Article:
Like teen-agers before the high school prom, baseball players and owners spent the weekend waiting for each other to call.
"There's nothing going on," executive council chairman Bud Selig said Sunday by telephone from Milwaukee.Negotiations broke off Thursday and no further talks are scheduled to end the walkout that began Aug. 12. The strike canceled 14 more games Sunday, raising the total to 223.
"I've had no contact with anyone," union head Donald Fehr said.
Both sides say they expect to hear Monday from federal mediators, who entered the dispute the day after it began. The mediators probably will call another bargaining session for the middle of the week.
Management negotiator Richard Ravitch said last Thursday he expects the delegations from each side will be smaller at future sessions. There were 55 people in the room during Wednesday's meeting - the first since the strike began.
"That was a guess on my part," he said. "I haven't changed my guess."
No progress is forseen in the talks until at least after the owners' quarterly meetings, scheduled for Detroit from Sept. 7-9. While there have been rumors that the meetings will be called off, Selig said that's not true.
"At this point in time, I would think they would take place," he said Sunday. "Everything is subject to review."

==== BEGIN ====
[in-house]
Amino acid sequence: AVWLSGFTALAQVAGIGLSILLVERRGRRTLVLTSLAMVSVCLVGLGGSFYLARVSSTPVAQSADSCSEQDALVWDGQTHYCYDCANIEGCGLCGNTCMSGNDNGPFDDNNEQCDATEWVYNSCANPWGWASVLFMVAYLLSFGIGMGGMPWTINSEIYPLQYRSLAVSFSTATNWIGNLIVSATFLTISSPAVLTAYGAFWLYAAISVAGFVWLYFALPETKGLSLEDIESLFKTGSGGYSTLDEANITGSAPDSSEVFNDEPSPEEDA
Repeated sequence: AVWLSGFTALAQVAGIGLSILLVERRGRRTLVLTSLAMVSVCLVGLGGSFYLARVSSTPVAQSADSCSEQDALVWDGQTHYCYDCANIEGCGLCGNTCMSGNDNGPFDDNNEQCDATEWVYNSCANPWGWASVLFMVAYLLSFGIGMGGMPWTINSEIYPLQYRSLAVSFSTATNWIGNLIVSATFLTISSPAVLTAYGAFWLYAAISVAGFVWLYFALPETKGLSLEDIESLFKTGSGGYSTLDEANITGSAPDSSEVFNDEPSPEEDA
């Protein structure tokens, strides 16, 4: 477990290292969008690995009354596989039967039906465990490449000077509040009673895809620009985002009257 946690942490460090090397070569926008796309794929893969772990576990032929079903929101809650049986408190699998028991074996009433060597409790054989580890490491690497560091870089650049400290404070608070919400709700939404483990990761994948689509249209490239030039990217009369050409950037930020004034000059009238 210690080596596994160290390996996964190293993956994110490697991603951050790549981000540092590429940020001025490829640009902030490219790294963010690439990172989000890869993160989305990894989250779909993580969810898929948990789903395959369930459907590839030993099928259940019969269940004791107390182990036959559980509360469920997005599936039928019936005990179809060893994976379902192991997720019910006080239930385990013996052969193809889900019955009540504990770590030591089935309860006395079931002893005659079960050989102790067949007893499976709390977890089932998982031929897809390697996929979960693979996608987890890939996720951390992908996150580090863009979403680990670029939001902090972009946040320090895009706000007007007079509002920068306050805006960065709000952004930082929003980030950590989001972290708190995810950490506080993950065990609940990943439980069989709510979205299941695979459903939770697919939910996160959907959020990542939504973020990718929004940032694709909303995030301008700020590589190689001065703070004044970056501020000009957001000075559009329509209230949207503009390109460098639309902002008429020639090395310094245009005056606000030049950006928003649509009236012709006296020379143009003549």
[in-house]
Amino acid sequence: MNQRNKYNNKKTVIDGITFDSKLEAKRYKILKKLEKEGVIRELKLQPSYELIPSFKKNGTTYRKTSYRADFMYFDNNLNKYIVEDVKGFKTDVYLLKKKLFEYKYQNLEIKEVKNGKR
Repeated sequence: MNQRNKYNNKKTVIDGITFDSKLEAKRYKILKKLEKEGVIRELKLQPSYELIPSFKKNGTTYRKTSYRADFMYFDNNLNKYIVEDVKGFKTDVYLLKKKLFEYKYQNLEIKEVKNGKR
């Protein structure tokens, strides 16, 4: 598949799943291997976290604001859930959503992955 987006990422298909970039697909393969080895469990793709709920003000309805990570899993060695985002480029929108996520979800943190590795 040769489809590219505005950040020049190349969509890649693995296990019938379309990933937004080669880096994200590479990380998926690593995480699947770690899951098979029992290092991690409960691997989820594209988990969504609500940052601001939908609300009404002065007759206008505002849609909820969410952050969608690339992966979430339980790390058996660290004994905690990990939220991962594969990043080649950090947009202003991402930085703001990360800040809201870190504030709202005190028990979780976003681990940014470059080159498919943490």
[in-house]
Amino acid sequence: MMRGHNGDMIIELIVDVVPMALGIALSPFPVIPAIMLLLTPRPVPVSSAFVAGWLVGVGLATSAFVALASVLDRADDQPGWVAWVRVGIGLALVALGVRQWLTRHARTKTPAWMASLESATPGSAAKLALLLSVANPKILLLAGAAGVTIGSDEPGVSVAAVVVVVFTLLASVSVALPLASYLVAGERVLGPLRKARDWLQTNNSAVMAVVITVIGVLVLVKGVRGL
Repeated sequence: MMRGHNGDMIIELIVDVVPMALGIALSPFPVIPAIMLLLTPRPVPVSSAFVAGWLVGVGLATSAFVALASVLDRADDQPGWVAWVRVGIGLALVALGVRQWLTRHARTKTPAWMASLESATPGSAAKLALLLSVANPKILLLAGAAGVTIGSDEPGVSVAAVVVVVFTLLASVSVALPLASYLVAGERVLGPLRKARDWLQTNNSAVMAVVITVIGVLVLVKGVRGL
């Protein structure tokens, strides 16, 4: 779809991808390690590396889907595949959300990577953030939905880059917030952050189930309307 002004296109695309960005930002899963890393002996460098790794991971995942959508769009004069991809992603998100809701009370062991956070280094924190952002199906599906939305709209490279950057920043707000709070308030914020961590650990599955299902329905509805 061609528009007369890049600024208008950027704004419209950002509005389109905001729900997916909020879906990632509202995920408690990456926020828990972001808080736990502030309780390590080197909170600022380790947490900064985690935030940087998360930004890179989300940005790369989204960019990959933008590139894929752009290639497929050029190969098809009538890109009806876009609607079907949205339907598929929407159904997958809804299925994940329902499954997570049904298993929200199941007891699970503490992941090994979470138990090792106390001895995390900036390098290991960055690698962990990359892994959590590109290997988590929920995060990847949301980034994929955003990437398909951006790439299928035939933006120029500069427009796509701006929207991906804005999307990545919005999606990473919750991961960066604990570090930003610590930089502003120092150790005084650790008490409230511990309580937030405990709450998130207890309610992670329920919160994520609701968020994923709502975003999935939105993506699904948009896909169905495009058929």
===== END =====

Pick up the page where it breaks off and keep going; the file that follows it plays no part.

Four years ago, the quarterly session in Dallas during the owners' 32-lockout was canceled to allow negotiations to continue. In 1981, a meeting in Kansas City, Mo., was called off - some say to prevent some owners from expressing dissent.
Selig said he wouldn't want the meetings to interfere with bargaining.
"That's always a concern," he said. "That's something we'll take a look at."
Ravitch said the meeting isn't necessary because of the constant telephone conversations and conference calls.
"Communication among the owners is very extensive at this point and, therefore, I don't know what specifically can be gained by a meeting," he said.
Players, meanwhile, continued playing golf and spending time at home. Mike Kingery of the Colorado Rockies was bailing hay in Atwater, Minn., at home in the summer for the first time in 15 years.
"You live the simple life here," he told The Denver Post. "We get our big-city fill during the season. I don't know as many people in town as I used to, but I know a lot of them."